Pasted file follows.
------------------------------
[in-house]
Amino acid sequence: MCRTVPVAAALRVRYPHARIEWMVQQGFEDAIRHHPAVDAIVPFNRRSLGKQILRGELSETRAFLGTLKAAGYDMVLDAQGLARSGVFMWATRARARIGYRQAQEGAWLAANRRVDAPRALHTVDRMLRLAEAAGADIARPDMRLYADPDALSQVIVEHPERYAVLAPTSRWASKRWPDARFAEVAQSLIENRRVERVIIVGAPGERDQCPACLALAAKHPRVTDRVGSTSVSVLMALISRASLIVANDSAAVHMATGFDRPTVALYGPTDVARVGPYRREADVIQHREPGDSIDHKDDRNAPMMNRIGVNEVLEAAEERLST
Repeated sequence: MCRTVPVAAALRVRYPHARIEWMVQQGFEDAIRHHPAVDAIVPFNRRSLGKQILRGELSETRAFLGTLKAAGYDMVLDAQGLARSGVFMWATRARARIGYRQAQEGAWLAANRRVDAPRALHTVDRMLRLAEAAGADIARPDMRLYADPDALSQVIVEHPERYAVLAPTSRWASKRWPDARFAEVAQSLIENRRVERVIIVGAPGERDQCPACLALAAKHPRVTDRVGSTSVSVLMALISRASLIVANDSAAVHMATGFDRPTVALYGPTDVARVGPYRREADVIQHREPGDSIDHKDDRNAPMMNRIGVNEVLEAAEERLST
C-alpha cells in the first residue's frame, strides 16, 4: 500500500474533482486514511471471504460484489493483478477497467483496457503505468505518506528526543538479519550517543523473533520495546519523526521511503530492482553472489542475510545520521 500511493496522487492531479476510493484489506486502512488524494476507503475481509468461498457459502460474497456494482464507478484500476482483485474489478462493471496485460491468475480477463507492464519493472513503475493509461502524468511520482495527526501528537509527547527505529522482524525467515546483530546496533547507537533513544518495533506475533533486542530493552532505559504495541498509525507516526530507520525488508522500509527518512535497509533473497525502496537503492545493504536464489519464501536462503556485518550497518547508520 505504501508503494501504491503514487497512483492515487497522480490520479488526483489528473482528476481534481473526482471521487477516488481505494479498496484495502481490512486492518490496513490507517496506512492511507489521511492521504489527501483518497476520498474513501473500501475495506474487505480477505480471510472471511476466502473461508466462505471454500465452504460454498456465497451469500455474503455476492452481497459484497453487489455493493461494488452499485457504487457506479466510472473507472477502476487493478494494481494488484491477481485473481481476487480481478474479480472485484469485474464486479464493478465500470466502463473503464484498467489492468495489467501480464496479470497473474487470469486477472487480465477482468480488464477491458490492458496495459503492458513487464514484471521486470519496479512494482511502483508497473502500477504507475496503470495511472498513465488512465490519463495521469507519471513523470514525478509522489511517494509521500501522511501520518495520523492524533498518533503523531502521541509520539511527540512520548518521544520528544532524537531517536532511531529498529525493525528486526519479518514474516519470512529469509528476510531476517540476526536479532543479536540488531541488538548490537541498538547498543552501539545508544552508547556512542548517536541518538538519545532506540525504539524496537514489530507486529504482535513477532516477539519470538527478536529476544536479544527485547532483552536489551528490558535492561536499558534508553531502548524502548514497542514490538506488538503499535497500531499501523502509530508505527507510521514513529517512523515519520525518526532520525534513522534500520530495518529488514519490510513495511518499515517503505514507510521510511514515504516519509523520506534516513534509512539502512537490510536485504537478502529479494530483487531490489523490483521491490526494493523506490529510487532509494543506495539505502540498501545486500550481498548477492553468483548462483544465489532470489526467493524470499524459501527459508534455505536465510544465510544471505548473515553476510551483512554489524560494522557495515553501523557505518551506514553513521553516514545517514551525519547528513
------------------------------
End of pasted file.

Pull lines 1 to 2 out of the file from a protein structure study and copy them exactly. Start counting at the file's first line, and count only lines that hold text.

[in-house]
Amino acid sequence: MCRTVPVAAALRVRYPHARIEWMVQQGFEDAIRHHPAVDAIVPFNRRSLGKQILRGELSETRAFLGTLKAAGYDMVLDAQGLARSGVFMWATRARARIGYRQAQEGAWLAANRRVDAPRALHTVDRMLRLAEAAGADIARPDMRLYADPDALSQVIVEHPERYAVLAPTSRWASKRWPDARFAEVAQSLIENRRVERVIIVGAPGERDQCPACLALAAKHPRVTDRVGSTSVSVLMALISRASLIVANDSAAVHMATGFDRPTVALYGPTDVARVGPYRREADVIQHREPGDSIDHKDDRNAPMMNRIGVNEVLEAAEERLST